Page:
These are just brief descriptions of some of the different boot managers you may encounter. Depending on your computer setup, you may find it useful to use more than one of them on the same system.
This is the default boot manager used with FreeBSD. It has the ability to boot most anything, including BSD, OS/2® (HPFS), Windows® 95 (FAT and FAT32), and Linux. Partitions are selected with the function keys.
This will boot FAT, FAT32, HPFS, FFS (FreeBSD), and EXT2 (Linux). Partitions are selected using arrow keys. The OS/2 Boot Manager is the only one to use its own separate partition, unlike the others which use the master boot record (MBR). Therefore, it must be installed below the 1024th cylinder to avoid booting problems. It can boot Linux using LILO when it is part of the boot sector, not the MBR. Go to Linux HOWTOs on the World Wide Web for more information on booting Linux with the OS/2 boot manager.
This is an alternative to Boot Easy. It gives you more control over the booting process, with the ability to set the default partition to boot and the booting timeout. The beta version of this programs allows you to boot by selecting the OS with your arrow keys. It is included on the FreeBSD CD in the \TOOLS directory, and via ftp.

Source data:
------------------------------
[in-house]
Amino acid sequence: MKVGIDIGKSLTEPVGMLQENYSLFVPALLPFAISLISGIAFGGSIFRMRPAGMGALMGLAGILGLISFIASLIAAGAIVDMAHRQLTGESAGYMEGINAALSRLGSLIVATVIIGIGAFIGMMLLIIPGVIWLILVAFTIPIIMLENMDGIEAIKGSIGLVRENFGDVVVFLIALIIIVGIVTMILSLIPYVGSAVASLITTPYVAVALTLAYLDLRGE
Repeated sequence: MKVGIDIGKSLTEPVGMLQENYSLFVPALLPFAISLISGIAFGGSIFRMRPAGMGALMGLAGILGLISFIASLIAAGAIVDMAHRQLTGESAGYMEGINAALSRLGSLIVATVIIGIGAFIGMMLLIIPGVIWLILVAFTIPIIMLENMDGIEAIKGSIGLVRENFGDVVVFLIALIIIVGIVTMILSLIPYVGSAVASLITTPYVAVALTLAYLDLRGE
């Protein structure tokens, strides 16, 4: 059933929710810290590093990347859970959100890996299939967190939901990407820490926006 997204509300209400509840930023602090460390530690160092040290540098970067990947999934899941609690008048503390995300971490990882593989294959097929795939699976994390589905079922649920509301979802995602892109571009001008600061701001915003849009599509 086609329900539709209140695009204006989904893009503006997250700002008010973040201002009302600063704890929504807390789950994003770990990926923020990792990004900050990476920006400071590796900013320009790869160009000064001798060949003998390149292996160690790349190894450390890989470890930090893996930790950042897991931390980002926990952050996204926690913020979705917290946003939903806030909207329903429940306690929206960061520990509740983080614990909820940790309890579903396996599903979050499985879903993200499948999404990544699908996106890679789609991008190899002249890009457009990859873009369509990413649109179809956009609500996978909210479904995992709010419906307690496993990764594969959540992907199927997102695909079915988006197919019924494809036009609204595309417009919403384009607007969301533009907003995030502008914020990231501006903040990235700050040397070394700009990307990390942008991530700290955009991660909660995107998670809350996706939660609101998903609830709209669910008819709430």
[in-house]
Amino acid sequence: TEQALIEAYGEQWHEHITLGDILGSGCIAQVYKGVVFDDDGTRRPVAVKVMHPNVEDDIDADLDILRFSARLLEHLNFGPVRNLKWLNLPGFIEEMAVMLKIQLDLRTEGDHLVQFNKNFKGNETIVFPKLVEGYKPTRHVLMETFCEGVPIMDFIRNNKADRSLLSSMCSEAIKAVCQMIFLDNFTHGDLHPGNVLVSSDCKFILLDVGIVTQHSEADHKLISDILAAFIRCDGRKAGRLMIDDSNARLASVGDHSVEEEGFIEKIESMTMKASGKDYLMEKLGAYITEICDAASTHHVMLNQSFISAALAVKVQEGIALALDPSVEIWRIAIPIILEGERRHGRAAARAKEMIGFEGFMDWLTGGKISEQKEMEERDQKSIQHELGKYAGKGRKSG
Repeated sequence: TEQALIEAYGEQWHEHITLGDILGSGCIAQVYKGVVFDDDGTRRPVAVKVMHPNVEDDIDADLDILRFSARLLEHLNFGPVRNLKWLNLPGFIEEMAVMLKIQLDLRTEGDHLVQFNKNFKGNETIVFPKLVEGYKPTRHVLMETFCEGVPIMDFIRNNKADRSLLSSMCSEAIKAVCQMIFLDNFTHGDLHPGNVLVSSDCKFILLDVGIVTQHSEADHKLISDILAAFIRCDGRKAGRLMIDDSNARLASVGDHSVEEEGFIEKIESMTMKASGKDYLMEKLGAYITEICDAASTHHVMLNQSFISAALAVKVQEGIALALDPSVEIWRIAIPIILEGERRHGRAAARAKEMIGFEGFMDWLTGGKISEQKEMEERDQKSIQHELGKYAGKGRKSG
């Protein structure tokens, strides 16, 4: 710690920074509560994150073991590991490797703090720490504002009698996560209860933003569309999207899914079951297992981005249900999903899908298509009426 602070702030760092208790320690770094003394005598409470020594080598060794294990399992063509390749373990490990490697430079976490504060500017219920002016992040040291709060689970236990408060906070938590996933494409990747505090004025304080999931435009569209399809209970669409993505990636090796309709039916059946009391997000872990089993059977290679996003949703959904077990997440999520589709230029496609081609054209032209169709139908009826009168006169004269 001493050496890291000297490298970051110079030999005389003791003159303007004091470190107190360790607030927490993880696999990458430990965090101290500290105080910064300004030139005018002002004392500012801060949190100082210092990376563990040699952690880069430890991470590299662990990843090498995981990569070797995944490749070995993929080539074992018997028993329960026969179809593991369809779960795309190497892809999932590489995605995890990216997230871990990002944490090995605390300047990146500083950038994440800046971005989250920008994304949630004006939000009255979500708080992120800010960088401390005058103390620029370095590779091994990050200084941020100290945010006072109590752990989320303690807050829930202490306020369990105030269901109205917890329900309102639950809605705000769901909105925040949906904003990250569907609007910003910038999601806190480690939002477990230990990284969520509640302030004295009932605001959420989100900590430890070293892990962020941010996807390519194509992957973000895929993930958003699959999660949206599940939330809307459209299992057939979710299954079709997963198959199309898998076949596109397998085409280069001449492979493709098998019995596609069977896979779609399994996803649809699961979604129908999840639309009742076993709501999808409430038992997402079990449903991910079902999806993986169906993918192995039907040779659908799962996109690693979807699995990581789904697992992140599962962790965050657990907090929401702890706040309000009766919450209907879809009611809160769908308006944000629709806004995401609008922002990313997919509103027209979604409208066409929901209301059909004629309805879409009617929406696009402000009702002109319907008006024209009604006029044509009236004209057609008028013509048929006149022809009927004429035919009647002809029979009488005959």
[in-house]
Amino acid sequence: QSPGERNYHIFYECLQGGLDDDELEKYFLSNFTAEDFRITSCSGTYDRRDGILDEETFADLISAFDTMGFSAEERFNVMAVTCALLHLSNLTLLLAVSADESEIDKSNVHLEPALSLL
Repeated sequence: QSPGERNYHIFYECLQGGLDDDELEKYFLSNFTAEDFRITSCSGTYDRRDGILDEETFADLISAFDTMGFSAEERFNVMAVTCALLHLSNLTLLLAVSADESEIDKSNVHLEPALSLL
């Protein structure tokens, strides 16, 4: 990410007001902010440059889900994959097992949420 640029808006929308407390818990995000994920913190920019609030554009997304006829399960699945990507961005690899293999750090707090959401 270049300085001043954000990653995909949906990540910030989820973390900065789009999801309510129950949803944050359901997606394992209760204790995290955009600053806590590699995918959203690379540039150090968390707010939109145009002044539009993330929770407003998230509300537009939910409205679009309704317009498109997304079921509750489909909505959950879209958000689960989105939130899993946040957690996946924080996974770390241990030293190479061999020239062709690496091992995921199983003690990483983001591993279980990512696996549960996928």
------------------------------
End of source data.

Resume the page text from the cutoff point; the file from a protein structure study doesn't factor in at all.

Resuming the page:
This is a limited boot manager. It will boot FreeBSD, though some customization work is required in the LILO configuration file.
About FAT32: FAT32 is the replacement to the FAT filesystem included in Microsoft's OEM SR2 Beta release, which started replacing FAT on computers pre-loaded with Windows 95 towards the end of 1996. It converts the normal FAT filesystem and allows you to use smaller cluster sizes for larger hard drives. FAT32 also modifies the traditional FAT boot sector and allocation table, making it incompatible with some boot managers.